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Care and nutrition: Concepts and measurement. Patrice L. Engle, Purnima Menon, and Lawrence Haddad. Food Consumption and Nutrition Division Paper No. 18. International Food Policy Research Institute (IFPRI), Washington, D.C., 1996. 76 pages, paperback.
The concept of care as an analytical construct is still new to many outside the nutrition field. Moreover, for those in the field, care is problematic from the measurement point of view. This paper provides an effective introduction to care for the former group, and a useful summary of attempts to develop care indicators for the latter group. Care is the provision in the household and the community of time, attention, and support to meet the physical, mental, and social needs of the growing child and other household members. The significance of care has been best articulated in the UNICEF framework. This paper extends the model presented by UNICEF by defining resources for care and specific care behaviours, and presenting an argument for the importance of child characteristics in determining the level of care received. The chapter on Measurement of Care includes sections on caregiver education, knowledge, and beliefs; physical health and nutritional status; mental health and self-confidence; autonomy and control of resources; workload and time availability; and family and community social support. The care behaviours discussed here are two of the six proposed: feeding and psychosocial care. The chapter on Indicators of Care Provision includes time spent in child care and specific care behaviours. This paper also proposes an orientation to the measurement of care and provides suggestions for indicators for care resources and the two care behaviours, based on a summary of recent literature. Finally, the paper argues for greater attention to research on the causal linkages between care and child nutrition. An extensive bibliography is provided.
Green vegetation fractionation technology. Narendra Singh. Science Publishers, Inc., Lebanon, N.H., USA, 1996. (ISBN 1-886106-66-5) 238 pages, hard-cover. US$64.00.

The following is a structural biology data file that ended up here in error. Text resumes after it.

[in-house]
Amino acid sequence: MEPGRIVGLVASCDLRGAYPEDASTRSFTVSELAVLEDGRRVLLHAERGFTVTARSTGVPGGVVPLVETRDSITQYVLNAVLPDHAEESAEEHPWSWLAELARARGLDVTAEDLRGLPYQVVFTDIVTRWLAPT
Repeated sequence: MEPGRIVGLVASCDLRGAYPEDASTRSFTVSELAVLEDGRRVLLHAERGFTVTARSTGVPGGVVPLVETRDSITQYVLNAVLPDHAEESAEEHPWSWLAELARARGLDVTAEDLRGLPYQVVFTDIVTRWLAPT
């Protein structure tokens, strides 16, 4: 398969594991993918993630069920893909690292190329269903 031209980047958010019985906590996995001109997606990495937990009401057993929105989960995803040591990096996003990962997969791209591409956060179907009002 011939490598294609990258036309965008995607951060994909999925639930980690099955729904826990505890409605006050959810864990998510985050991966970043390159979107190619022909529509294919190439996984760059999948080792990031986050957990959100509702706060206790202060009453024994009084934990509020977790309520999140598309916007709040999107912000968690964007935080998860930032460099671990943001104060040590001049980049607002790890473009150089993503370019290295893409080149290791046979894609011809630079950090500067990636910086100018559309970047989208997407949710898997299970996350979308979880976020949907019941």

This book continues the crusade of N. W. Pirie from the 1940s to the 1980s to promote leaf protein concentrate. The wide range of potential plant sources reviewed makes its title appropriate. The mature technology for this kind of product is well described, including a solvent-extracted product that is decolourized. All of the arguments for its potential, including its resource-efficient, wasteless, and ecology-friendly character, are covered, but so are the disappointing practical experiences in both industrialized and developing countries because of poor acceptability and relatively high cost. It is useful to have this updated and frank account of the current status of a commendable concept that has not overcome its inherent limitations.
Handbook of fat replacers. Edited by Sibel Roller and Sylvia A. Jones. CRC Press, Boca Raton, Fla., USA, 1996. (ISBN 0-8493-2512-9) 325 pages, hard-cover. US$99.95.
The nutritional need for fat reduction in the Western diet is increasingly recognized, and the response of the food industry has been phenomenal. There are now more than 200 ingredients commercially available, or at different stages of development, that can be used to replace fat in foods. This handbook provides detailed information on the science and application of fat replacers in food products, including a wide range of technological, legislative, sensory, and marketing issues. An appendix provides a comprehensive list of fat replacers keyed to chapters in which they are discussed.
Immunobiology: The immune system in health and disease. Second edition. Charles A. Janeway, Jr., and Paul Travers. Garland Publishing, New York, 1996. (ISBN 0-8153-2044-2) paperback. US$39.95.